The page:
Retired but Not Done
After nearly 30 years in the Church Educational System, vice president for student development and services Dr. Debbie Hippolite Wright retired from BYU-Hawaii. But after all those years of consecrated service as a professor and administrator, she is not done supporting BYU-Hawaii.
“I’ve been thinking about my responsibility to BYU-Hawaii,” she says. “My husband and I have contributed in terms of our knowledge and skills. Now we have made arrangements to contribute in a different way” - by becoming members of the Matthew Cowley Society, which comprises people who have included BYU-Hawaii in their estate plan. “We want part of our legacy to contribute to the ongoing important work for which BYU-Hawaii was established,” she adds.
Hippolite Wright’s love for BYU-Hawaii started well before she became an employee. She first came to BYU-Hawaii as a 16-year-old student from New Zealand. “Some very formative things happened for me at BYU-Hawaii,” she says. “It was here that I developed a testimony, even though I’m a sixth-generation member of The Church of Jesus Christ of Latter-day Saints. And it was here that I learned to live with and love people who are different from myself.”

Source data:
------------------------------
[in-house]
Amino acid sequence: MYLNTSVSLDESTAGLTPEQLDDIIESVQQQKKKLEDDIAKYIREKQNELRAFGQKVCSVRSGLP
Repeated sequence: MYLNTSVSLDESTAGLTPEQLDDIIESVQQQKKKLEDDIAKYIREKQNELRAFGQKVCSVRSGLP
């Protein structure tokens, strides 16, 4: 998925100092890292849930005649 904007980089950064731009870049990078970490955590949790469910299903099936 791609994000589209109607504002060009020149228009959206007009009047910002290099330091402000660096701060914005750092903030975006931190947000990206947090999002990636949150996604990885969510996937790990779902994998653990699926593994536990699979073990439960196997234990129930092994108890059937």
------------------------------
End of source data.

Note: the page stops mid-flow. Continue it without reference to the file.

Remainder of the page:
After graduating from BYU-Hawaii, Hippolite Wright earned a master’s in social work from BYU in Provo and a PhD in psychology from the University of Waikato. She then practiced for many years as a clinical social worker and a marriage and family therapist in New Zealand, Hawaii, and the United States mainland.
When one of her former professors invited her to apply for an open position at BYU-Hawaii, Hippolite Wright felt a spiritual prompting to return: “I felt strongly that since I was familiar with the cultures and conditions that many students come from, I could assist them in developing knowledge and skills helpful to their home communities.”
“The Lord has given us this opportunity to refine our skills so that we can be instruments in His hands,” says Dr. Hippolite Wright.
Hippolite Wright taught in the social work department for 17 years before becoming a vice president, and throughout her time in the classroom and in the administration, “it’s been all about the students for me,” she says. “I feel blessed that I’ve had the opportunity to walk with many students on their educational journey. And it’s not only about secular learning. It’s been a blessing to help students grow and develop as people, as community members, as professionals, as husbands and wives, and as fathers and mothers.”
One thing Hippolite Wright always taught students at BYU-Hawaii was that “we have an obligation to use the skills we have for the good of other people,” she says. “The Lord has given us this opportunity to refine our skills so that we can be instruments in His hands.”
BYU-Hawaii appreciates her years of consecrated service to the university and her continued support through the Matthew Cowley Society.
To learn about how you can make a planned gift to BYU-Hawaii, email us , visit our web page, or call 1-877-650-5377.